Metabolites2014, 4(1), 71-97; doi:10.3390/metabo4010071 - published online 27 January 2014 Show/Hide Abstract
Abstract: For a long time, sample preparation was unrecognized as a critical issue in the analytical methodology, thus limiting the performance that could be achieved. However, the improvement of microextraction techniques, particularly microextraction by packed sorbent (MEPS) and solid-phase microextraction (SPME), completely modified this scenario by introducing unprecedented control over this process. Urine is a biological fluid that is very interesting for metabolomics studies, allowing human health and disease characterization in a minimally invasive form. In this manuscript, we will critically review the most relevant and promising works in this field, highlighting how the metabolomic profiling of urine can be an extremely valuable tool for the early diagnosis of highly prevalent diseases, such as cardiovascular, oncologic and neurodegenerative ones.
Metabolites2014, 4(1), 53-70; doi:10.3390/metabo4010053 - published online 7 January 2014 Show/Hide Abstract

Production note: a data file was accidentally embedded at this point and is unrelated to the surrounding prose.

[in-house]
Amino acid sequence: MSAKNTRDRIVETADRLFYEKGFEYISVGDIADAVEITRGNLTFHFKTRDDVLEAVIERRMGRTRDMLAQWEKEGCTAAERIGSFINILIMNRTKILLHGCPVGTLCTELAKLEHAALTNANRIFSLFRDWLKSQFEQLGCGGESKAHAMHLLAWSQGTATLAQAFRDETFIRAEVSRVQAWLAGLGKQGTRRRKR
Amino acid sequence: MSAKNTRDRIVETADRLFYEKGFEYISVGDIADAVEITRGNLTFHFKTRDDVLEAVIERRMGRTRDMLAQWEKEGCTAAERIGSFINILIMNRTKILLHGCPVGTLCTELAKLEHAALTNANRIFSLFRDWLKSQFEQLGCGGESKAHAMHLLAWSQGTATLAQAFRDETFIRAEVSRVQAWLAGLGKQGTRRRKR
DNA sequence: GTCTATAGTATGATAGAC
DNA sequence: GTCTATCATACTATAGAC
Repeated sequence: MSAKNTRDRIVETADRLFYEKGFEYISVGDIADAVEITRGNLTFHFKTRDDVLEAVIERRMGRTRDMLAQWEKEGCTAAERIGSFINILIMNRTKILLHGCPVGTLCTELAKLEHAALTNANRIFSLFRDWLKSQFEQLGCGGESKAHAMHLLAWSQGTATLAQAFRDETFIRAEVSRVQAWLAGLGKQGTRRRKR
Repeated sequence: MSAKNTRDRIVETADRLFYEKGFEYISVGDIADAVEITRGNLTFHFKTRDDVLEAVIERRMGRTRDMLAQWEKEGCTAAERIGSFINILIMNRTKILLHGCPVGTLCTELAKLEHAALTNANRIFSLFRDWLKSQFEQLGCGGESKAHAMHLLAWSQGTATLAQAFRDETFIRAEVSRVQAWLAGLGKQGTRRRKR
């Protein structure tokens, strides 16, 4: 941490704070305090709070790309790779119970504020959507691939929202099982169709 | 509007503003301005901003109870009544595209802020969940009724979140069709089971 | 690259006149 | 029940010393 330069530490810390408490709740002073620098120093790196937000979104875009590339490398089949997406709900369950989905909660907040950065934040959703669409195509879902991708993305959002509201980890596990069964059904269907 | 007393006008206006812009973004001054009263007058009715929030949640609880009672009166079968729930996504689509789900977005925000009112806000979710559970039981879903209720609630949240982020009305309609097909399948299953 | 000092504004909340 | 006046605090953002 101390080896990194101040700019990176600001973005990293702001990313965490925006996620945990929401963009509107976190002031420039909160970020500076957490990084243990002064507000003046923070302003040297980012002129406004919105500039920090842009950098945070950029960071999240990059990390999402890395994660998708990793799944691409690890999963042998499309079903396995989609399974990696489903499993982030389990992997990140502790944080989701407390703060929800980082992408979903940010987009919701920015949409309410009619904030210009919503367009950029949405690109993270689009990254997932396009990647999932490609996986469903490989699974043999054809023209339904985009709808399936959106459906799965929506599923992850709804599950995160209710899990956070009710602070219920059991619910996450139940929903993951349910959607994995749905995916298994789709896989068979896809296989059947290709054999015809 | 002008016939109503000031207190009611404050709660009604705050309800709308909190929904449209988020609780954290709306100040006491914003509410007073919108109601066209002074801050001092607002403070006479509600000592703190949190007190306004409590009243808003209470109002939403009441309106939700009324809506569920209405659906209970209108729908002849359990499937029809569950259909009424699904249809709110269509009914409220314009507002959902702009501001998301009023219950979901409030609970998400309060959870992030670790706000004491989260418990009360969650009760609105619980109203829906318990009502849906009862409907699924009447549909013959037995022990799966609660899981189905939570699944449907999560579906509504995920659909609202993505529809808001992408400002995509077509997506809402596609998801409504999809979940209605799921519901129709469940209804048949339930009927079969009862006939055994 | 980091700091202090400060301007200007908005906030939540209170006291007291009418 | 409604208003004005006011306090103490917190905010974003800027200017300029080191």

Abstract: The metabolism of 2-13C/15N-glycine and U-13C-glucose was determined in four tissue blocks (adductor muscle, stomach and digestive gland, mantle, and gills) of the Eastern oyster (Crassostrea virginica) using proton (1H) and carbon-13 (13C) nuclear magnetic resonance (NMR) spectroscopy. The oysters were treated in aerated seawater with three treatments (5.5 mM U-13C-glucose, 2.7 mM 2-13C/15N-glycine, and 5.5 mM U-13C-glucose plus 2.7 mM 2-13C/15N-glycine) and the relative mass balance and 13C fractional enrichments were determined in the four tissue blocks. In all tissues, glycine was metabolized by the glycine cycle forming serine exclusively in the mitochondria by the glycine cleavage system forming 2,3-13C-serine. In muscle, a minor amount of serine-derived pyruvate entered the Krebs cycle as substantiated by detection of a trace of 2,3-13C-aspartate. In all tissues, U-13C-glucose formed glycogen by glycogen synthesis, alanine by glycolysis, and glutamate and aspartate through the Krebs cycle. Alanine was formed exclusively from glucose via alanine transaminase and not glycine via alanine-glyoxylate transaminase. Based on isotopomer analysis, pyruvate carboxylase and pyruvate dehydrogenase appeared to be equal points for pyruvate entry into the Krebs cycle. In the 5.5 mM U-13C-glucose plus 2.7 mM 2-13C/15N-glycine emergence treatment used to simulate 12 h of “low tide”, oysters accumulated more 13C-labeled metabolites, including both anaerobic glycolytic and aerobic Krebs cycle intermediates. The aerobic metabolites could be the biochemical result of the gaping behavior of mollusks during emergence. The change in tissue distribution and mass balance of 13C-labeled nutrients (U-13C-glucose and 2-13C/15N-glycine) provides the basis for a new quantitative fluxomic method for elucidating sub-lethal environmental effects in marine organisms called whole body mass balance phenotyping (WoMBaP).